April 20, 2018

Death by Superflare?

A close runner-up in the pantheon of cosmic catastrophes is a killer flare courtesy of our Sun. While this may not be as lethal as a giant space rock, its also much more likely over the span of our short lifetimes. But what is the exact potential hazard posed by this threat? What has happened in the past? And what can be done about it? [Read more...]

Remembering the Super Flare of 1859.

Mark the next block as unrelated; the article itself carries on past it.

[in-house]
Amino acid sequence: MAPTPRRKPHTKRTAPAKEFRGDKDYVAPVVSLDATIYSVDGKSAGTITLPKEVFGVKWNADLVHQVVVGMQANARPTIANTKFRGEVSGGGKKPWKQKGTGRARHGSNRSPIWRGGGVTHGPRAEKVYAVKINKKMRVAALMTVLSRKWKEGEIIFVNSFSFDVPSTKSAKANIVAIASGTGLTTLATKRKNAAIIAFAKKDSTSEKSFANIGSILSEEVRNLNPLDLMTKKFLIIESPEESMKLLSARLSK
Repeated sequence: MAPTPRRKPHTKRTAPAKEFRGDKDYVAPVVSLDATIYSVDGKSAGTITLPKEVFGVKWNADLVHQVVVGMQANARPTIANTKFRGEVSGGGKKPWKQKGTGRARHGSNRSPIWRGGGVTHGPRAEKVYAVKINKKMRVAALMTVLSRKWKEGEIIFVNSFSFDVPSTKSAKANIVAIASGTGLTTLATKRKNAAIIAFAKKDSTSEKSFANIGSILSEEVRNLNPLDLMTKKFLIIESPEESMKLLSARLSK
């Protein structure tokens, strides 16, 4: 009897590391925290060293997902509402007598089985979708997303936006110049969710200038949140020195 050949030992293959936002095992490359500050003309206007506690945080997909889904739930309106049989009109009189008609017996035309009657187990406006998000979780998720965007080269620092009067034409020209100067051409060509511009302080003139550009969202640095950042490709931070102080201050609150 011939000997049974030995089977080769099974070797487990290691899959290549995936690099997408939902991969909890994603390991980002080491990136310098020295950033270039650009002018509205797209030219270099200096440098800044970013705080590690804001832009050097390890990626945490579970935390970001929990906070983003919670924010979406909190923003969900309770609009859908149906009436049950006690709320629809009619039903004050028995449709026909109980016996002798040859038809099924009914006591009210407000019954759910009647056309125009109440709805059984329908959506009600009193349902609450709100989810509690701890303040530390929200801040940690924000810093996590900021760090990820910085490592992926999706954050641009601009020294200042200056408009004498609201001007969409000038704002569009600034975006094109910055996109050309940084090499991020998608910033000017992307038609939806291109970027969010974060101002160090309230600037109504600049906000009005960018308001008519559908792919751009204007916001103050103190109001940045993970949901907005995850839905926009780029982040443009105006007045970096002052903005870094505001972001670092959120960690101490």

This coming Tuesday marks the 150th anniversary of a unique astronomical event that has repercussions even today. On the morning of September 1st, 1859, Astronomer Richard Carrington found his routine of carefully drawing and recording the transit times of sunspot groups disrupted by an odd phenomenon emerging on the face of the Sun. The day dawned unusually sunny over his private observatory in Redhill, England, and 33 year old Carrington had taken to his usual daily task of sketching sunspot groups projected onto a screen in a darkened room. The scope used was a 2-meter long brass refractor, (scopes were often measured by focal length instead of aperture in those days) and it yielded an 11-inch diameter projected image of the Sun. the Sun itself had been extremely active most of the year, and there was plenty to draw.

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